morning student councilmen tabu- workaday world this development
lated painstakingly the results of in economical transportation was
yesterday's poll. Finally, with the taken -for granted.
feeling of virtue that comes when Speed and economy must go
hand in hand always; for speed,
a task is done, they gave the tabu- in order to survive, must be eco-
lation to The Daily (see page one), nomical. The engineers and scien-
and the political machine that tists who are able to correlate
whipped into line the more fol- these two in the realm of air trans-
lowers yesterday saw its candidates portation are performing a service
ride into office. Outside of a thou- that few people consciously appre-
sand or so bits of friendly advice ciate. But we are all rapidly be-
about who to vote for, and nearly coming air-minded in spite of our-
that number of future nomination selves, and in an era in which we
promises, yesterday's polling and are virtually drenched with air
last night's counting comprised the news it is not to be wondered that
spring campaign. we take all records of speed and
There are one or two comments economy-no matter how impor-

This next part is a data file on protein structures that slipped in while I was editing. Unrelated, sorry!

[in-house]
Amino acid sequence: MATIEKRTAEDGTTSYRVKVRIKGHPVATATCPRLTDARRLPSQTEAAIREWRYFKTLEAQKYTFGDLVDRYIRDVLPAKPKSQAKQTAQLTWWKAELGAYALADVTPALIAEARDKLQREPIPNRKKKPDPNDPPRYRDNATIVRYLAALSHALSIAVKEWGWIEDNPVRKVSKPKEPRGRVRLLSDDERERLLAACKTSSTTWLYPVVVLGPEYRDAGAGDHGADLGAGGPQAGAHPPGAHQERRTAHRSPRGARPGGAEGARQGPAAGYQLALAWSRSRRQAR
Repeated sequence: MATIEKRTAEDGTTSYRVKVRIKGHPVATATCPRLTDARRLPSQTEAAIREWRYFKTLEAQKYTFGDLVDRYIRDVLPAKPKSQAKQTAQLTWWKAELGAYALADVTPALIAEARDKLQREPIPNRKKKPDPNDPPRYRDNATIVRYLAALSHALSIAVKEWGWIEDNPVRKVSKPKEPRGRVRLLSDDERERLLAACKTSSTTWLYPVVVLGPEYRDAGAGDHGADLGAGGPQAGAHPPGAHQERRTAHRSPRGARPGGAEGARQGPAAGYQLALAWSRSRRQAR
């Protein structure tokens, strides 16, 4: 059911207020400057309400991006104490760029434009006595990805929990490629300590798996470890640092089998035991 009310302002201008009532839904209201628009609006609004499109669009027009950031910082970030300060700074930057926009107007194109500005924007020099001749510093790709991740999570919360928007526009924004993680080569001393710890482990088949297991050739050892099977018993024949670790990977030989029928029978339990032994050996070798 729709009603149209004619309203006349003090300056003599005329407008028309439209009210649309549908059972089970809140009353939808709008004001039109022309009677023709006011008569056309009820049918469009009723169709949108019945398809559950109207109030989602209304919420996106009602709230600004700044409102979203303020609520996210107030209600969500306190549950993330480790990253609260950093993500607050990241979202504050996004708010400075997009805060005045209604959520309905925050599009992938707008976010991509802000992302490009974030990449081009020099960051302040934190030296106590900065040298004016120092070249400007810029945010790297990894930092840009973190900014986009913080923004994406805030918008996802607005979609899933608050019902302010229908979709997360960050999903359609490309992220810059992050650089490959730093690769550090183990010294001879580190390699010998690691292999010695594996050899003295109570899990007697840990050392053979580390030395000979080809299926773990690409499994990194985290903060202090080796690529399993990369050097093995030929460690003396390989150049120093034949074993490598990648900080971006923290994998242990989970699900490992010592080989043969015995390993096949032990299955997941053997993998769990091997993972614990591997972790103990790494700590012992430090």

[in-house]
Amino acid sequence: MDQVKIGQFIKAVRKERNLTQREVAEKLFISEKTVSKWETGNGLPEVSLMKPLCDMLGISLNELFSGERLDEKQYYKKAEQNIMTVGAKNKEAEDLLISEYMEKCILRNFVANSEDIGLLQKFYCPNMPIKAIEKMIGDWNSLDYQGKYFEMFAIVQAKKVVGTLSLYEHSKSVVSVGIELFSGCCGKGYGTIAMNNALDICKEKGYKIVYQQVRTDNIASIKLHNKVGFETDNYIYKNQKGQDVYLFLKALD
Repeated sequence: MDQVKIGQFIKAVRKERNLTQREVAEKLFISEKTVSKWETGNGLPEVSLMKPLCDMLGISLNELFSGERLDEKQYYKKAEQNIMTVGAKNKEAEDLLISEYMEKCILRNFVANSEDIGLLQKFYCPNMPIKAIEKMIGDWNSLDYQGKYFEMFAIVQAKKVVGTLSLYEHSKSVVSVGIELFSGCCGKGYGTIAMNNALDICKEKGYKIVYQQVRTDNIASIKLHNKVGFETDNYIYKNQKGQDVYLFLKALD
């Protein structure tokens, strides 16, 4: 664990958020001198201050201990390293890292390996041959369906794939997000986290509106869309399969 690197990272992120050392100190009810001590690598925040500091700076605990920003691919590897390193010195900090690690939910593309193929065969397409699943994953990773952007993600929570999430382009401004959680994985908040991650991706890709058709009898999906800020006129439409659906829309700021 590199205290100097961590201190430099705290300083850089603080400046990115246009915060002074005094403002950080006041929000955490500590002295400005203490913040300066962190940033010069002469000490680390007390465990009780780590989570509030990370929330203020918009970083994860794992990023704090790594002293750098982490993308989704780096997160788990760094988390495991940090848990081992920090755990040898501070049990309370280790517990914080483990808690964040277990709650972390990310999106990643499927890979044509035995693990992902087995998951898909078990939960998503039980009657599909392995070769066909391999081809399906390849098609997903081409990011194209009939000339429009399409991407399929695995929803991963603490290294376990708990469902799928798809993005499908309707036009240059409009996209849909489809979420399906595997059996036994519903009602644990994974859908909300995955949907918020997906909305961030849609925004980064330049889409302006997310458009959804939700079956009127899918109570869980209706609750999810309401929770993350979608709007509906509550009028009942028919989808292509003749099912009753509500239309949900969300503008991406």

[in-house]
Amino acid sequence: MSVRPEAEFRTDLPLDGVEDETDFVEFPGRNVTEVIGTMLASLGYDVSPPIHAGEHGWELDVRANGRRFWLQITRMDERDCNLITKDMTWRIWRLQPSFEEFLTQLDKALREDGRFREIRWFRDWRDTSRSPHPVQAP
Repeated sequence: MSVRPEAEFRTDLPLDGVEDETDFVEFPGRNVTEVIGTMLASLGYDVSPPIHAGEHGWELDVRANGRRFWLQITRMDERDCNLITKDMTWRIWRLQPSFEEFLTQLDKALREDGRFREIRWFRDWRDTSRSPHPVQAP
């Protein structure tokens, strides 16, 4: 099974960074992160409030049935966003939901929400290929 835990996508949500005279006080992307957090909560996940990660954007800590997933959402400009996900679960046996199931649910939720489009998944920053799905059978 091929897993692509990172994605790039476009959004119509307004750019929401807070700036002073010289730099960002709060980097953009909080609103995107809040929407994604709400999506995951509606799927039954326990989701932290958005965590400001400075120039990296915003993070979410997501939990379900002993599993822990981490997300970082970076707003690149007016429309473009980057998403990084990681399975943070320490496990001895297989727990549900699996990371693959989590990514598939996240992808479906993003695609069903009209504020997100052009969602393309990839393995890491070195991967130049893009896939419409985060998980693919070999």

that we would like to make anent [tant-pretty much for granted.


low! The Transcript has gonef
high-brow! All right, then, Lark!
Read it for, yourself.I
Who:,row Harvard in triangular
Races 'on the Charles tomorow.
Oh, shrdlu, shrdlu! It must be
spring in Boston.
Let's put out our Saturday ei-
tion in pale mauve ink with violet
punctuation marks and write the
ads in iambics and anapests!
(Denoting a lapse of inspiration)f
The glad news comes from Vir-
It seems that the boys have an-
nounced "their intention to coop-
erate in the observance of the uni-s
versity rules against drinking."t
First thing they know, Lark, some-
body's going to up and tell tem d
about the eighteenth amendment.d
They probably already have hearde
the wisecrack was it Noah madet
about the road to hell.n
And from Paris the bareface an-I
Who said join the navy and seea
the world? l
And This By A Gentleman d
Dear Lark:s
Our brain child for tomorrow It
enclose herewith. Why not estab-a
lish a Robert Henderson Theaterr
on the campus?' It would be a verys
simple matter. The Romance lan-t
guage building could be utilized.J
It's not good for anything, anyway.
And for another thing, it would re-e
lieve the Roquefort Players fromi
hopping all over the state. They
could play to small houses here all1
year as well as in Lansing or Grandc
Rapids or Kalamazoo. And itp
would save traveling expenses at,
the end of each week.I
Another thing is the tolerance of
Ann Arbor audiences. They cant
stand a lot. And besides duringI
the last four years they have be-t
come more or less inured to theI
The really brilliant idea, though,l
is to have R. Leslie Askren, campus